Effective July 1, the Accreditation Council for Graduate Medical Education (ACGME) is adopting rules changes to further restrict the number of patients internal medicine residents follow. The impact of this change may reach beyond academic institutions and teaching services. Non-teaching services and institutions may see some fallout, as hospital administration shuffles caseloads of residents and hospitalist attendings. The potential results likely will impact resident training, hospitalist training, and hospitalist practice management, namely recruitment and hospitalist job satisfaction.
Why the Change?
With the 2003 restrictions on resident work-hours duty and now the capping of patient caseloads, the ACGME is attempting to ensure residency programs are not viewed as a source of cheap labor and excessive stress. Also, “the Residency Review Committee (RRC) is cognizant too much service can be a barrier to education,” says Lenny Feldman, MD, a hospitalist and associate program director at Johns Hopkins Medical Center in Baltimore. But there is a danger in the reverse: too little service may undersupply residents with the depth and breadth of cases they need under their belts to competently enter practice. “Education should be the foremost mission for residency programs, but trying to find that exact balance between service and education is tough,” Dr. Feldman says.
In a Nutshell
As leader of the 70-hospitalist Health Partners Medical Group in Minneapolis-St. Paul, a University of Minnesota affiliate working with internal medicine residents, Burke T. Kealey, MD, views the ACGME rule change on a professional and personal level. In the big picture, Dr. Kealey observes three main effects:
- Hospitalists will be seeing more patients and probably more patients at night;
- The cost of hospital care will increase for hospitals and hospital medicine groups (HMGs); and
- The experience level of new graduates applying to be hospitalists will diminish.
In essence, there are few ways to handle the looming cap on residents’ patient caseloads. (see Practical Approaches, p. 24) Given the financial constraints imposed by this new, unfunded mandate, and taking into account the fact most residency programs depend on federal funding, it generally is believed increasing the number of residents cannot be considered an option. “Given the looming physician shortage, there is pressure on the federal government to increase the amount of GME support and the number of residency spots,” Dr. Feldman says. “Medical schools have increased enrollment pretty significantly, but the bottleneck is the number of GME-supported residency positions.”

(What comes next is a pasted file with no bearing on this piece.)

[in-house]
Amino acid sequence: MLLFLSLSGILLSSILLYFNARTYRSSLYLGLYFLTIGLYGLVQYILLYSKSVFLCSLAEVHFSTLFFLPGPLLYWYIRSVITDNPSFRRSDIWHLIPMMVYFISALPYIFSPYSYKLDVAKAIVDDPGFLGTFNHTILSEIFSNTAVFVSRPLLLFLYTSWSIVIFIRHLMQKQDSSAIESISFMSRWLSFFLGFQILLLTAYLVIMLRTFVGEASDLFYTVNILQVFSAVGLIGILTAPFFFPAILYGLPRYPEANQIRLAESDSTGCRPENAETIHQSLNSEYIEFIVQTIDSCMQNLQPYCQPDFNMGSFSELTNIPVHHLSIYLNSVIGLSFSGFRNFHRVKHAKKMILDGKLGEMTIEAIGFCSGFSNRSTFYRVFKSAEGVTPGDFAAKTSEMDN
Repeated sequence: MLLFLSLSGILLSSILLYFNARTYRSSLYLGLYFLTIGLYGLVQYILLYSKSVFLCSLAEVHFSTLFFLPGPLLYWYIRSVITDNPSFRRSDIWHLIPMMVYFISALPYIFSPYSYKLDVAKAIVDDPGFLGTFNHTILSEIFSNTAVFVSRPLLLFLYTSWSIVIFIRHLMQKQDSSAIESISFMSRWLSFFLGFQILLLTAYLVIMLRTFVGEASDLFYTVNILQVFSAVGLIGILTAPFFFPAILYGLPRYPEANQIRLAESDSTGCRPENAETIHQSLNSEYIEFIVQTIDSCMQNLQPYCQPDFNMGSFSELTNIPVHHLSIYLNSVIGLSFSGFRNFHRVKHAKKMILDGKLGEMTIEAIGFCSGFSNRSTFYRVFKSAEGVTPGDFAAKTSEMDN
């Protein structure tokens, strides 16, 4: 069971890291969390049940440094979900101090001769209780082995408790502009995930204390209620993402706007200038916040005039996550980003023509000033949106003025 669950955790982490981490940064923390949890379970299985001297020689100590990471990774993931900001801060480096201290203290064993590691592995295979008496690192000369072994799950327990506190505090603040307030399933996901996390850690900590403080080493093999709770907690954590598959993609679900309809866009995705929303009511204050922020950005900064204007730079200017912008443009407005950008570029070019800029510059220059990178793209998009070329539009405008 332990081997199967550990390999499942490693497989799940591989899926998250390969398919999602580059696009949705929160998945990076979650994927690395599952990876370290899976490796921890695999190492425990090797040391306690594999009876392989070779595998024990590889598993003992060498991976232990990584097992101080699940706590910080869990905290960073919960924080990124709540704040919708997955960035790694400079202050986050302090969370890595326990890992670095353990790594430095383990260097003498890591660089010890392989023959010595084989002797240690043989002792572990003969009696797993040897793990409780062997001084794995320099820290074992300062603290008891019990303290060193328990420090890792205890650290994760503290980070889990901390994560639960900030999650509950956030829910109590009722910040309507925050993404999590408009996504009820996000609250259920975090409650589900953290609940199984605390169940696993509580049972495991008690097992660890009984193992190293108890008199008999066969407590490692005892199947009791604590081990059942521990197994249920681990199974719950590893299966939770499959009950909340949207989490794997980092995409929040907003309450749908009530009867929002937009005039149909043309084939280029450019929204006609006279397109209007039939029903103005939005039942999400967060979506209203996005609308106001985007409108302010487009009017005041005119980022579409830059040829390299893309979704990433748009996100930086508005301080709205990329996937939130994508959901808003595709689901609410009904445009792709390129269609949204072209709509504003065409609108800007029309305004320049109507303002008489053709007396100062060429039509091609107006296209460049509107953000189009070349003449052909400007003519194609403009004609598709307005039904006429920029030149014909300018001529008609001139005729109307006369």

Leslie Flores, MHA, principal with Nelson Flores Hospital Medicine Consultants, and the director of SHM’s Practice Management Institute, believes the new rule dramatically will impact teaching hospitals and HMGs. “I think it is likely to be harder for academic hospitalists, who are working on teaching services, to generate reasonable productivity, which will place an even greater financial burden on academic practices,” she says. “But the larger effect will be that non-teaching services in teaching hospitals will be expected to pick up the slack and, subsequently, grow in order to accommodate the patient numbers.”
Asking staff physicians to increase their patient load, even incrementally, is a poor solution, at best, Dr. Kealey says. And it may be tough for some places to recruit more hospitalists, a function of the hospitalist labor shortage.
William Rifkin, MD, a hospitalist and associate director of clinical medicine at Albert Einstein College of Medicine, and director of the residency program at Jacobi Medical Center, Bronx, N.Y., estimates hospitalist jobs in teaching institutions will increasingly morph into non-teaching positions. “Where currently the ratio of teaching to nonteaching jobs is 50-50,” Dr. Rifkin says, “by 2009, 80% of internal medicine training programs will have to build or expand a new, non-teaching service, and more than half of hospitalist duties will be non-teaching.”